Juvenile ternate damselfish (Amblyglyphidodon ternatensis) in a crinoid.

Anilao is a dream location for macro photographers. Located in the northern part of the coral triangle and fueled by the productive currents of the Maricaban Strait, the muck diving mecca is a biodiverse hotspot. Anilao’s 40+ dive sites are home to some of most unusual marine critters on the planet; including Rhinopias, harlequin shrimp, tiger shrimp, bumble bee shrimp, blue-ringed octopus,  mimic octopus, hairy frog fish, bobbit worm and boxer crab as well hundreds of nudibranch species.

Emperor shrimp (Periclimenes imperator) lives commensally on a number of hosts, including this sea slug: Hexabranchus.
Emperor shrimp (Periclimenes imperator) lives commensally on a number of hosts, including this sea slug: Hexabranchus.

The first Anilao dive center opened its doors way back in 1966, but it was not until the recent macro/muck diving boom that the area became popular. Now, dozens of dive resorts are scattered along the steep coastline overlooking the picturesque Balayan bay. Access to Anilao is relatively easy.  The sleepy little town lies just past the Batangas province, a 2-3 hour drive south of Manila, Philippines.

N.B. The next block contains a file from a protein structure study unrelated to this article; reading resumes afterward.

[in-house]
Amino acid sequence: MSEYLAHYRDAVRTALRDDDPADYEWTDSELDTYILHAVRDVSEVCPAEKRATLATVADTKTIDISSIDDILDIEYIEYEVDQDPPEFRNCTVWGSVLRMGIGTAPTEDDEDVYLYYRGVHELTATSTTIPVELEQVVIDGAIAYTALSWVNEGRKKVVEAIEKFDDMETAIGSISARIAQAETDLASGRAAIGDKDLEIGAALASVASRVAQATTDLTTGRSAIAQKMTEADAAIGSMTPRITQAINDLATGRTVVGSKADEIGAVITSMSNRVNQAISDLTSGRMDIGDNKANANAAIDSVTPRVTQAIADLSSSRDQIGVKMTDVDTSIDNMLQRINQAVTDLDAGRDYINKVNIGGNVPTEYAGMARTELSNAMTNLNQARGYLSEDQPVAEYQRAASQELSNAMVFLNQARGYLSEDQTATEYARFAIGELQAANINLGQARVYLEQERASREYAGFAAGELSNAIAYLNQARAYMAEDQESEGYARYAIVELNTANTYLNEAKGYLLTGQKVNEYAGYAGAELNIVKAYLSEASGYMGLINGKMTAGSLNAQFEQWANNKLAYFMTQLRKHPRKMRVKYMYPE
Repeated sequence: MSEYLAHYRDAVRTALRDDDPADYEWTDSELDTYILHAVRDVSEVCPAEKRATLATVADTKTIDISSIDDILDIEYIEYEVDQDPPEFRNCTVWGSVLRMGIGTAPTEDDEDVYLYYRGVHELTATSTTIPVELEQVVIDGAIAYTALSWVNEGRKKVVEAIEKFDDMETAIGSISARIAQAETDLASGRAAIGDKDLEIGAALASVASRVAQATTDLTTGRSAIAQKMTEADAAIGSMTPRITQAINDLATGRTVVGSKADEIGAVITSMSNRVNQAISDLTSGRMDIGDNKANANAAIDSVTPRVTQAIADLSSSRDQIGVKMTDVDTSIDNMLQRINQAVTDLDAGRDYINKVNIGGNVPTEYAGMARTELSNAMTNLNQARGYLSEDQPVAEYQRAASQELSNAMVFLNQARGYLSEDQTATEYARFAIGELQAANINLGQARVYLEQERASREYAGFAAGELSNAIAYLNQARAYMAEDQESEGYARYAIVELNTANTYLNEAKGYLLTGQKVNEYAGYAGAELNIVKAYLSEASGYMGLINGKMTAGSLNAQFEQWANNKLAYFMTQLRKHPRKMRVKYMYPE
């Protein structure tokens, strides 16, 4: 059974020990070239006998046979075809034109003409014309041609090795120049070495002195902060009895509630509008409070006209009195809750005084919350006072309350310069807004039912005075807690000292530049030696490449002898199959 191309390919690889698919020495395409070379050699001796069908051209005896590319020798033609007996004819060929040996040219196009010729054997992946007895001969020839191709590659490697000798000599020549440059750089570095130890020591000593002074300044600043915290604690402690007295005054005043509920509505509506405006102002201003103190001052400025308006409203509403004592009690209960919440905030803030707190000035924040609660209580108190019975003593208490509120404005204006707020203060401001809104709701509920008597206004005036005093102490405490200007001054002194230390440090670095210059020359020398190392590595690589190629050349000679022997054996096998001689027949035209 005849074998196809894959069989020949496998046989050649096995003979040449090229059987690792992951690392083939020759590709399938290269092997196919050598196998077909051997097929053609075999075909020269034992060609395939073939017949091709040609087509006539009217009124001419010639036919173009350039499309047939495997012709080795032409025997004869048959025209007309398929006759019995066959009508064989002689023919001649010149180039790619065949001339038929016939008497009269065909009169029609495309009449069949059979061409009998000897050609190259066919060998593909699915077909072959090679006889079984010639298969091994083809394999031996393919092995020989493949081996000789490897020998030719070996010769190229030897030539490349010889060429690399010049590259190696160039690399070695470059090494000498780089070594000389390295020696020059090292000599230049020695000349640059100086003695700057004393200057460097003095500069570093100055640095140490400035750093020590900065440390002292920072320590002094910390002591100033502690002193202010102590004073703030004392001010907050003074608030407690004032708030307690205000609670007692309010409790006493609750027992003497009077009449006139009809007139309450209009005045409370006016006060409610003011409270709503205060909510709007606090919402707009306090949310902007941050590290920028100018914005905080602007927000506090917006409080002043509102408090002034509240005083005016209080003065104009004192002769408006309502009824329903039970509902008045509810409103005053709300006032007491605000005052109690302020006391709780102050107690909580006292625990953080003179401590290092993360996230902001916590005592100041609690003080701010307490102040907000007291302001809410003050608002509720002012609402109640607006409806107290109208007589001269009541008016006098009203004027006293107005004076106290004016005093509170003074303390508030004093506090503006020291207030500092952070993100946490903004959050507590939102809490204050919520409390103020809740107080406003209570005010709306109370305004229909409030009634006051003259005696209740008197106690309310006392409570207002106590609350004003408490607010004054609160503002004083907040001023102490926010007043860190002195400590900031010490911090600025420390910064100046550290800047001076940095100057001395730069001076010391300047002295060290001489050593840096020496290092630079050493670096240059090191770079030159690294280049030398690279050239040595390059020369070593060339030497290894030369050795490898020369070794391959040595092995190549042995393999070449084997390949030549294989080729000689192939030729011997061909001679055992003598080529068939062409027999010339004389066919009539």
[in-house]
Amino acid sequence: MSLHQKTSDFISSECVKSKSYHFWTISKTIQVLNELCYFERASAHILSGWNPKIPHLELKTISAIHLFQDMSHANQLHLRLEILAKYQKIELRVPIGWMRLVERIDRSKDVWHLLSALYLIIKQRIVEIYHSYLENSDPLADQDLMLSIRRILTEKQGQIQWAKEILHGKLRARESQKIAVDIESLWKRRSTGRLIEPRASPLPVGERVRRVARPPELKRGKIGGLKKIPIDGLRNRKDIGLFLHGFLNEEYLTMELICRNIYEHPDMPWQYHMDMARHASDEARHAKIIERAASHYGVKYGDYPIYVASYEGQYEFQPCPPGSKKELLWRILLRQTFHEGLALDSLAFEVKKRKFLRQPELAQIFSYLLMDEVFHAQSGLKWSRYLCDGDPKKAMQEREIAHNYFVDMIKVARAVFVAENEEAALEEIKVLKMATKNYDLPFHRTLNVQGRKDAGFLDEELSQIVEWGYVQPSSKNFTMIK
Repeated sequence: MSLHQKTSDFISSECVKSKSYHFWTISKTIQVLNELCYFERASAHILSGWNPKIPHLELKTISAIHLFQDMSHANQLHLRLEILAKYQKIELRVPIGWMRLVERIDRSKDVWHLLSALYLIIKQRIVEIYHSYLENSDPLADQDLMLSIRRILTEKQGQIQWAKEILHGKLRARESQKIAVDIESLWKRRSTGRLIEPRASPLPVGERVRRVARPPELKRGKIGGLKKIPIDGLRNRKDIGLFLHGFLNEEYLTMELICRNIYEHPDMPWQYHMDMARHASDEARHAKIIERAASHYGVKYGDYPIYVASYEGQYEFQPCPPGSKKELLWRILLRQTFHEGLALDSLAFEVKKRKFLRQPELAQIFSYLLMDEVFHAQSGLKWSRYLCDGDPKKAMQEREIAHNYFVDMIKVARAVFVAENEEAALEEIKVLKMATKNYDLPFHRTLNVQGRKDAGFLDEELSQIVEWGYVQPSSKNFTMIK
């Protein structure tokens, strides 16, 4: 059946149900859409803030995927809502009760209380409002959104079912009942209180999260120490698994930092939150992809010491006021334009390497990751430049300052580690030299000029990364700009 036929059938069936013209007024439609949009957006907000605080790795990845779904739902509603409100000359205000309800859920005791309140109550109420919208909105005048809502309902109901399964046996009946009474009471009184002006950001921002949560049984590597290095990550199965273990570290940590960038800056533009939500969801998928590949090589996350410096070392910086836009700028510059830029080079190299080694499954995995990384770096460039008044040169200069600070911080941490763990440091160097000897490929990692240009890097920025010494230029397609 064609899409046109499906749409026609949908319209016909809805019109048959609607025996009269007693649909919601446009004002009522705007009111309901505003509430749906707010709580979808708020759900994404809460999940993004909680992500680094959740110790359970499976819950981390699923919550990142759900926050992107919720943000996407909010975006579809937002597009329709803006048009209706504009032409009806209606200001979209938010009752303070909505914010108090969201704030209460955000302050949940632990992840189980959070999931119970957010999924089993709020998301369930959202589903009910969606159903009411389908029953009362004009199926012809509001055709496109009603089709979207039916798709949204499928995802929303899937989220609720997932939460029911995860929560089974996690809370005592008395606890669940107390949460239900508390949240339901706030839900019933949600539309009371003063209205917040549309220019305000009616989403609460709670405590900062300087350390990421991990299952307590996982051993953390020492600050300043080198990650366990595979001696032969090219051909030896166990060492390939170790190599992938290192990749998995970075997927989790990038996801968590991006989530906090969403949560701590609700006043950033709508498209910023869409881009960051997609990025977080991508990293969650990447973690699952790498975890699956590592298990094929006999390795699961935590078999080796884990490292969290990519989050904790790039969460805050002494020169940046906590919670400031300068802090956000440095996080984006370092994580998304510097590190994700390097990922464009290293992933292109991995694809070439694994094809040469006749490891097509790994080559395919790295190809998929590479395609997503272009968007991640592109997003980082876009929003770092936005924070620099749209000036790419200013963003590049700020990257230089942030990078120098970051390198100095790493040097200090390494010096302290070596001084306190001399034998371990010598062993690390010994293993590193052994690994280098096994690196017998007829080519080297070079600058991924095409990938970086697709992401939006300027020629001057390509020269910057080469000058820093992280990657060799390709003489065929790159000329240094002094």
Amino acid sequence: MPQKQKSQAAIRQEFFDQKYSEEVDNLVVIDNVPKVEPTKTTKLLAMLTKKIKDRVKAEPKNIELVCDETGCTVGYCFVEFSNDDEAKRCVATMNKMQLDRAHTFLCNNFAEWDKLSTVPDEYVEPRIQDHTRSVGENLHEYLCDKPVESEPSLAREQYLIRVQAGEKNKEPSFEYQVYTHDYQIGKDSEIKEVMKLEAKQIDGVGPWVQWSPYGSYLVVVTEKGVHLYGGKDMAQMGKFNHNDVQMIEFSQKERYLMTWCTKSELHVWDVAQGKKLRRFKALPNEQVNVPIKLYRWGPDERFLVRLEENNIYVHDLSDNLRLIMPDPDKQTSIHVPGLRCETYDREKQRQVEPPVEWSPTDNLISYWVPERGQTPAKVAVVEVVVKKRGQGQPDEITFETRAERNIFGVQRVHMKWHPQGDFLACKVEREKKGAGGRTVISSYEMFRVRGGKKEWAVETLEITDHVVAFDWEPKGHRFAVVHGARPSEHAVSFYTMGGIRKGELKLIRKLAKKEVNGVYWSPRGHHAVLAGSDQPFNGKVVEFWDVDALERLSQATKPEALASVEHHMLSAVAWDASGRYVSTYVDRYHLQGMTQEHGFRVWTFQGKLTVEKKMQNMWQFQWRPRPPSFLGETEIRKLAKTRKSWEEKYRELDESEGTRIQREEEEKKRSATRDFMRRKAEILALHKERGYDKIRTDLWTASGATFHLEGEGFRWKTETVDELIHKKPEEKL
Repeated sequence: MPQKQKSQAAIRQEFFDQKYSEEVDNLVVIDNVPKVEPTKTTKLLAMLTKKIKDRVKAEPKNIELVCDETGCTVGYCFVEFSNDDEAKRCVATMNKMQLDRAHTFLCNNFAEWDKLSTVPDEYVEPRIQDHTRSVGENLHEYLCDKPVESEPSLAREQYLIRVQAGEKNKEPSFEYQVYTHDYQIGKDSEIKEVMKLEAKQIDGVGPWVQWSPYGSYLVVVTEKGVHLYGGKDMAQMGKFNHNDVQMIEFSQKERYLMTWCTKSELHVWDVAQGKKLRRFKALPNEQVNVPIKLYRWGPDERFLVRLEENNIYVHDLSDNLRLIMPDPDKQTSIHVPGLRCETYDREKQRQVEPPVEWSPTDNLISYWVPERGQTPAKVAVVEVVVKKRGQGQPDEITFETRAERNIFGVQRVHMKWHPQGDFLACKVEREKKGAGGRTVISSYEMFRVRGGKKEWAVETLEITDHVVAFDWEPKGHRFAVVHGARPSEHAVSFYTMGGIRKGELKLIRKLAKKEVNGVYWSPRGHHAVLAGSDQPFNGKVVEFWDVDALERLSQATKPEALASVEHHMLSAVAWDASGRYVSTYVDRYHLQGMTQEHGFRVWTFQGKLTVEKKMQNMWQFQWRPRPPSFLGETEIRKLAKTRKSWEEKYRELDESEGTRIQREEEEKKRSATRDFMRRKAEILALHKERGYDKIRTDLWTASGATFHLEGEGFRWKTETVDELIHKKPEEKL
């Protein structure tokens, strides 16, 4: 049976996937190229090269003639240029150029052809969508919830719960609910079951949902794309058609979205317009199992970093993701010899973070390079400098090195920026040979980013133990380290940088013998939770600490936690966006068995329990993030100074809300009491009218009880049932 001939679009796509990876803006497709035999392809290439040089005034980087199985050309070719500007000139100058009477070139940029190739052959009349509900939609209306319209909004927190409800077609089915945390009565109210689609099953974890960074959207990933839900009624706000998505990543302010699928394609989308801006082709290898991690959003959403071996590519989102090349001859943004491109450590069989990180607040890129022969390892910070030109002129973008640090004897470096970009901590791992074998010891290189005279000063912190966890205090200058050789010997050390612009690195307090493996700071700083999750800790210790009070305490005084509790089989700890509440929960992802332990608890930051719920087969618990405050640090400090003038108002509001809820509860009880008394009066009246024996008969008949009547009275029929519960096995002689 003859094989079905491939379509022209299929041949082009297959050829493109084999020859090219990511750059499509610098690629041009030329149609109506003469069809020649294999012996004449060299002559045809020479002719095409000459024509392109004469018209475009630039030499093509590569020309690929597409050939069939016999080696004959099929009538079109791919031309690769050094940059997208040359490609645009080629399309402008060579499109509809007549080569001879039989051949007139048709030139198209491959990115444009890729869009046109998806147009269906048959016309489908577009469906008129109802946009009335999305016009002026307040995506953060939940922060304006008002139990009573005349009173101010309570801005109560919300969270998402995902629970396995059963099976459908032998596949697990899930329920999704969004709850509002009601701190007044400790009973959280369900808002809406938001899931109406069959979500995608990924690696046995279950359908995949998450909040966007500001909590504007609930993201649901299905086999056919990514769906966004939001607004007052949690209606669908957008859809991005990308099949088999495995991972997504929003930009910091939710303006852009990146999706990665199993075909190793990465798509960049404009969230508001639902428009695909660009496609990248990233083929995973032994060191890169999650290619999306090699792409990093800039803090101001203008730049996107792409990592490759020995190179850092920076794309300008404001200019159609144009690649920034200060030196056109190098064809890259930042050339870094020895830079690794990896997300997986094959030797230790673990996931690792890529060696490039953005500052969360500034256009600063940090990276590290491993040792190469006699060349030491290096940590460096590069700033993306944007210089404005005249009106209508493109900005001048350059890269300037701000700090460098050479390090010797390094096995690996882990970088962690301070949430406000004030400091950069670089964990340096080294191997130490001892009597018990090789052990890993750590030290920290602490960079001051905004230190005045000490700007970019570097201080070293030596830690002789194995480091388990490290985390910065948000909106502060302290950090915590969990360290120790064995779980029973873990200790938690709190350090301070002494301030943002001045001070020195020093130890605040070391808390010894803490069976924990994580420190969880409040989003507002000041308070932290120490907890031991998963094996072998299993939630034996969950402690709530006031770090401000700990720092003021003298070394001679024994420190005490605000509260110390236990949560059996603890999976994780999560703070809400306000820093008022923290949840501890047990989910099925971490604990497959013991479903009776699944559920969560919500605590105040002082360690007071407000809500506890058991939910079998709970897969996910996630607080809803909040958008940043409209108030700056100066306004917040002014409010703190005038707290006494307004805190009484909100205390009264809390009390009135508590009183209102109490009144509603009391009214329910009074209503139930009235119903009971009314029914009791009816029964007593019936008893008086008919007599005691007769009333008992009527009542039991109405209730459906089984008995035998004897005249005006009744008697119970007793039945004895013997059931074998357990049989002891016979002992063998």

Head shot of red-barred sandperch (Parapercis multiplicata).
Head shot of red-barred sandperch (Parapercis multiplicata).

I spent a week at CBR (Crystal Blue Resort) diving Anilao. My dives were packed with sightings of colorful reef fish and invertebrates. Favorite images from my trip to Anilao, Philippines.